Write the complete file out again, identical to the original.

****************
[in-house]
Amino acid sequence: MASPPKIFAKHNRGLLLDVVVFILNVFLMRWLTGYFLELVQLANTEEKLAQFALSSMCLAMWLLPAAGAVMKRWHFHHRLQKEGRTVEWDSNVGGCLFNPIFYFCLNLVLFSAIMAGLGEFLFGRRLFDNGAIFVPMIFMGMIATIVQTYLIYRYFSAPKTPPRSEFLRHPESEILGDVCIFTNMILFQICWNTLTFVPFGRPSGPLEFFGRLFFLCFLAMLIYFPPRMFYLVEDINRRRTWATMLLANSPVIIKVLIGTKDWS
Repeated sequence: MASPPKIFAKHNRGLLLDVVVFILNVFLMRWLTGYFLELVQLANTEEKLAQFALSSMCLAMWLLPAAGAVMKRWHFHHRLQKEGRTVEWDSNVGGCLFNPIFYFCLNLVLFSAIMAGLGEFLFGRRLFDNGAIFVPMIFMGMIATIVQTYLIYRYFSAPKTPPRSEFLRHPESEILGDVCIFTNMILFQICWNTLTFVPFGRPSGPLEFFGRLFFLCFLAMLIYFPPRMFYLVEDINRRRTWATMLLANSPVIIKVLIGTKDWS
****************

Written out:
[in-house]
Amino acid sequence: MASPPKIFAKHNRGLLLDVVVFILNVFLMRWLTGYFLELVQLANTEEKLAQFALSSMCLAMWLLPAAGAVMKRWHFHHRLQKEGRTVEWDSNVGGCLFNPIFYFCLNLVLFSAIMAGLGEFLFGRRLFDNGAIFVPMIFMGMIATIVQTYLIYRYFSAPKTPPRSEFLRHPESEILGDVCIFTNMILFQICWNTLTFVPFGRPSGPLEFFGRLFFLCFLAMLIYFPPRMFYLVEDINRRRTWATMLLANSPVIIKVLIGTKDWS
Repeated sequence: MASPPKIFAKHNRGLLLDVVVFILNVFLMRWLTGYFLELVQLANTEEKLAQFALSSMCLAMWLLPAAGAVMKRWHFHHRLQKEGRTVEWDSNVGGCLFNPIFYFCLNLVLFSAIMAGLGEFLFGRRLFDNGAIFVPMIFMGMIATIVQTYLIYRYFSAPKTPPRSEFLRHPESEILGDVCIFTNMILFQICWNTLTFVPFGRPSGPLEFFGRLFFLCFLAMLIYFPPRMFYLVEDINRRRTWATMLLANSPVIIKVLIGTKDWS